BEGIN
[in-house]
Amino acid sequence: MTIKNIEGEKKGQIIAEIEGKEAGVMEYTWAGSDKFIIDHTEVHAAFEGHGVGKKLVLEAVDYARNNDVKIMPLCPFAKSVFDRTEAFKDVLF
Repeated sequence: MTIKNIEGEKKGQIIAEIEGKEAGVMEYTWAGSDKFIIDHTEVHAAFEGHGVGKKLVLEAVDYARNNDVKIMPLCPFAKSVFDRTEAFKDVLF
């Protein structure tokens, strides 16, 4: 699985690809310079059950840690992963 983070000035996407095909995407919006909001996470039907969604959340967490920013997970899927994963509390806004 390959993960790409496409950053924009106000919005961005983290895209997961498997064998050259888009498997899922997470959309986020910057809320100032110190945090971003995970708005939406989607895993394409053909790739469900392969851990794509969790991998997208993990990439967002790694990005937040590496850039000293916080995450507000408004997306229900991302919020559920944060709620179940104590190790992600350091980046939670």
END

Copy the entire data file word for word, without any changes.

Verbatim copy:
[in-house]
Amino acid sequence: MTIKNIEGEKKGQIIAEIEGKEAGVMEYTWAGSDKFIIDHTEVHAAFEGHGVGKKLVLEAVDYARNNDVKIMPLCPFAKSVFDRTEAFKDVLF
Repeated sequence: MTIKNIEGEKKGQIIAEIEGKEAGVMEYTWAGSDKFIIDHTEVHAAFEGHGVGKKLVLEAVDYARNNDVKIMPLCPFAKSVFDRTEAFKDVLF
């Protein structure tokens, strides 16, 4: 699985690809310079059950840690992963 983070000035996407095909995407919006909001996470039907969604959340967490920013997970899927994963509390806004 390959993960790409496409950053924009106000919005961005983290895209997961498997064998050259888009498997899922997470959309986020910057809320100032110190945090971003995970708005939406989607895993394409053909790739469900392969851990794509969790991998997208993990990439967002790694990005937040590496850039000293916080995450507000408004997306229900991302919020559920944060709620179940104590190790992600350091980046939670």